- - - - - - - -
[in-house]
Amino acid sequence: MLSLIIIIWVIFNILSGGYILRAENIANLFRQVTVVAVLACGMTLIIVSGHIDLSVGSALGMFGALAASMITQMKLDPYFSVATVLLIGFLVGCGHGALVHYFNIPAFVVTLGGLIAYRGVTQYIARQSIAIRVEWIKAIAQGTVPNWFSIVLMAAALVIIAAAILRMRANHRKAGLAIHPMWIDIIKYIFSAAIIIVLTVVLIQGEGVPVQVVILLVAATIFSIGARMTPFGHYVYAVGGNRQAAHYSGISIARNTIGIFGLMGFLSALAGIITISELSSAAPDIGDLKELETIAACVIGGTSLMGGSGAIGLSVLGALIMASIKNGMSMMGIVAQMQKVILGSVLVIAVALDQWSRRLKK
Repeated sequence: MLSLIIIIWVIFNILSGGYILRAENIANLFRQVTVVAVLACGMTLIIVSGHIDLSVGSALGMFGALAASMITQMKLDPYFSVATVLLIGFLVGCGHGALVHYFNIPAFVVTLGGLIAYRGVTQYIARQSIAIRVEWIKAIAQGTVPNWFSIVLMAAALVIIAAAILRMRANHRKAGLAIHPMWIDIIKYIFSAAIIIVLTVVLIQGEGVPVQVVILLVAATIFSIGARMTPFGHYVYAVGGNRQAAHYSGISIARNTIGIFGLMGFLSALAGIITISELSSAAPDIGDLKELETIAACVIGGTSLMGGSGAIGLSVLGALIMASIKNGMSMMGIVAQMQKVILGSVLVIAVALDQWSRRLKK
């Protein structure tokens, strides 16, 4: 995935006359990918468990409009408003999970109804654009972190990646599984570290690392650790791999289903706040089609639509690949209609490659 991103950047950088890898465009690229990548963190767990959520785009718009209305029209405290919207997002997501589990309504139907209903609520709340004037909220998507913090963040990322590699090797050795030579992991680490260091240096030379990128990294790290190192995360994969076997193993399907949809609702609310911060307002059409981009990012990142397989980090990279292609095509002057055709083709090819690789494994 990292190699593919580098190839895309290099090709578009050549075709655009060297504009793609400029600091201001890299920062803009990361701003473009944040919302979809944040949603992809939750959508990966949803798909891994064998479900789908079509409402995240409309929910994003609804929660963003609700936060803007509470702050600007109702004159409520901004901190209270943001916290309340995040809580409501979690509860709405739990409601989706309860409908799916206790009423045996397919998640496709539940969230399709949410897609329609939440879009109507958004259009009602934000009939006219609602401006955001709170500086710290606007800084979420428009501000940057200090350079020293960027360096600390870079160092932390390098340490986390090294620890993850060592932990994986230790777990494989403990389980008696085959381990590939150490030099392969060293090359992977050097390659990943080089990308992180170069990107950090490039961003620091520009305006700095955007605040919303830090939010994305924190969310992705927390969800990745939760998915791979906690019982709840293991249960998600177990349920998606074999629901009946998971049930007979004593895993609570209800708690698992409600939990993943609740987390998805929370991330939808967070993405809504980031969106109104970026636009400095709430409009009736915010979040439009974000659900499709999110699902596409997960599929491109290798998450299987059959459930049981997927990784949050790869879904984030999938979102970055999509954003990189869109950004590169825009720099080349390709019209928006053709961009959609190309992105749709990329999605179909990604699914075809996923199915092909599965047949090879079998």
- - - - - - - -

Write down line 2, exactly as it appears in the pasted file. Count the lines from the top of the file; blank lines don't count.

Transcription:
Amino acid sequence: MLSLIIIIWVIFNILSGGYILRAENIANLFRQVTVVAVLACGMTLIIVSGHIDLSVGSALGMFGALAASMITQMKLDPYFSVATVLLIGFLVGCGHGALVHYFNIPAFVVTLGGLIAYRGVTQYIARQSIAIRVEWIKAIAQGTVPNWFSIVLMAAALVIIAAAILRMRANHRKAGLAIHPMWIDIIKYIFSAAIIIVLTVVLIQGEGVPVQVVILLVAATIFSIGARMTPFGHYVYAVGGNRQAAHYSGISIARNTIGIFGLMGFLSALAGIITISELSSAAPDIGDLKELETIAACVIGGTSLMGGSGAIGLSVLGALIMASIKNGMSMMGIVAQMQKVILGSVLVIAVALDQWSRRLKK